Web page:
To the members of the Historic Preservation Caucus, U.S. Congress, we, the undersigned bring to your attention the mistreatment of the nationally significant historic U.S. Coast Guard Cutter STORIS (WMEC-38).
Built in Toledo, Ohio, STORIS served the U.S. Coast Guard with pride from 30 September 1942 until 8 February 2007. Over the course of her outstanding career of commissioned service and 1.5 million miles, STORIS saved 25 vessels and 250 lives, assisted over 100,000 people in remote areas, and boarded 7,500 vessels in support of international fisheries laws.
STORIS was officially listed as nationally significant by the Keeper of the
National Register of Historic Places on 31 December 2012 as NR Resource 12001110.
STORIS is recognized as nationally significant under Criterion “A.”
This recognizes STORIS as the last member of the famed Greenland Patrols of World War II to retain military configuration at a high level of physical and historic integrity.
In 1957, STORIS led a three-ship convoy of USCG vessels on the first deep-draft transit of the Northwest Passage through the Canadian Arctic from west to east.
When STORIS emerged in the waters near Greenland, she became the first American vessel to have completely circumnavigated North America. As she was the last vessel to return home on the mission, she became the third ship to complete a circumnavigation in one season.
STORIS is also recognized as the last USCG vessel to have completed an official Bering Sea Patrol, providing medical, dental and judicial services to remote Alaskan villages.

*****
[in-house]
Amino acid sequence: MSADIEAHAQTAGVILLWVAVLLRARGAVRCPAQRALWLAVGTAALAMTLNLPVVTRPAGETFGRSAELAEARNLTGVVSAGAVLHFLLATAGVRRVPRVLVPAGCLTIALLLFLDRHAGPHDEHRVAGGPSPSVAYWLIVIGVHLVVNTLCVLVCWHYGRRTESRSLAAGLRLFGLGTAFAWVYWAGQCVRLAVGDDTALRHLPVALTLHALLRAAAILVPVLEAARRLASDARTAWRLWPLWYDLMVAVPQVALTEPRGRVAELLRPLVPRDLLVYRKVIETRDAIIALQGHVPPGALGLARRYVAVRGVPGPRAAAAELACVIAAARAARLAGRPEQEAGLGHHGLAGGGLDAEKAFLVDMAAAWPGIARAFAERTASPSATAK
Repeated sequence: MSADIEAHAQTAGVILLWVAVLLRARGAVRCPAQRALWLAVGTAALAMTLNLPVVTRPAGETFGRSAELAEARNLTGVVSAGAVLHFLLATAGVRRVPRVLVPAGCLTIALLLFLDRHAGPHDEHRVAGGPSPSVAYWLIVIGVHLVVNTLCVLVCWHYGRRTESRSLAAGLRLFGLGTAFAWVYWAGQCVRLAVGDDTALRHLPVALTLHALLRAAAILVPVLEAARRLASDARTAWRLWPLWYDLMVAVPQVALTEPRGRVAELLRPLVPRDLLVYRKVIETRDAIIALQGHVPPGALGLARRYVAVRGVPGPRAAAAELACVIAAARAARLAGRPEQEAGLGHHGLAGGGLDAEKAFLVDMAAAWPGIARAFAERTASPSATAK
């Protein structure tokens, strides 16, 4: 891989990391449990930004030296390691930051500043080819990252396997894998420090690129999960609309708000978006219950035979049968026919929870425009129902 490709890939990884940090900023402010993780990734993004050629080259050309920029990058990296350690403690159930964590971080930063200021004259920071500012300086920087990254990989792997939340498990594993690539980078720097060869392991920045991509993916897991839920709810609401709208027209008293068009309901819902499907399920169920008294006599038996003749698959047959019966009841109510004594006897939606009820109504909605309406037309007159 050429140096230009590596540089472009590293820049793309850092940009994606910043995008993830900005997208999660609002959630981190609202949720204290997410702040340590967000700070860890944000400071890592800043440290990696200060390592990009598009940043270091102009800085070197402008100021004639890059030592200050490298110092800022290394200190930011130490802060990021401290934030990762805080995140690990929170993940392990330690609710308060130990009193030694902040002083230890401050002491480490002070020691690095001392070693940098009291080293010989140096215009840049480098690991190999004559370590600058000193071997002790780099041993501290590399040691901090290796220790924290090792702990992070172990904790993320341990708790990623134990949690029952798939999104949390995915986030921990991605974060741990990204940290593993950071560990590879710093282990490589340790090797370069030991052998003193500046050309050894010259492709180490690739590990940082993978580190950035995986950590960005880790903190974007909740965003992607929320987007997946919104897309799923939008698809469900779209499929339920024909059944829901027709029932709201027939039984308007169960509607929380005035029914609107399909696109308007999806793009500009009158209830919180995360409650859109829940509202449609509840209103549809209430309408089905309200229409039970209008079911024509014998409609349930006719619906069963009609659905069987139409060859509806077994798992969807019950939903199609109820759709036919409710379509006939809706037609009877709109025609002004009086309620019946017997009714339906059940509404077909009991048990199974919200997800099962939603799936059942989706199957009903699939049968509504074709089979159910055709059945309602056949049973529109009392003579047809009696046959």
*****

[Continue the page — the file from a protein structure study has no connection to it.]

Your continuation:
She ultimately provided 64 years and five months of federal service as a front-line Coast Guard cutter, performing law enforcement, search and rescue, Aids to Navigation, scientific and humanitarian and other federal services, a record unlikely to be matched by any modern vessel.
STORIS is also recognized as significant as an outstanding example of 1940s ship design. From 1991 to 2007, she was "Queen of the Fleet": oldest cutter in the USCG, wearing her "38" hull numbers in gold.
The single example of her class to be constructed, nevertheless, her robust design and staunch construction allowed her to regularly patrol some of the roughest, most treacherous waters in the world in the Northern Pacific, Gulf of Alaska and Bering Sea.
The nonprofit STORIS Museum and Last Patrol Museum intended to reactivate the ship in Toledo as a museum and monument to USCG history while bringing the ship alive as a training ship for U.S. Navy Sea Cadets. Instead of helping the nonprofits negotiate the transfer process, GSA fell back on a seven--year-old agreement that created an escape for GSA so it didn't have to preserve the ship. STORIS was put up for sale and sold at public auction for a price lower than the secret reserve. The buyer received the ship in spite of not meeting the reserve, putting STORIS in danger.
STORIS is one of a kind. If she is lost, she is lost FOREVER.
* The GSA promotes itself as a progressive and responsible steward of federal historic resources. Why was this nationally significant historic ship sold by the GSA to a metals recovery firm?
* Why did GSA allow this ship to be sold for only $70,100 despite the fact the bidding did not reach the reserve price and the GSA auction rules clearly state that the reserve must be met to receive the merchandise?
* Why did Congress repeatedly remove donation language that would have allowed the Commandant of the Coast Guard to donate the ship to the nonprofit STORIS Museum to enshrine STORIS as a regional maritime educational center, a facility that would have generated far more for the American people than a mere $70K?
* What kind of civilized nation treats such a decorated and unique historic resource this way?
STORIS is a VETERAN and DESERVED PRESERVATION
The Government makes rules that it routinely breaks. In this case, right a wrong and SAVE CGC STORIS!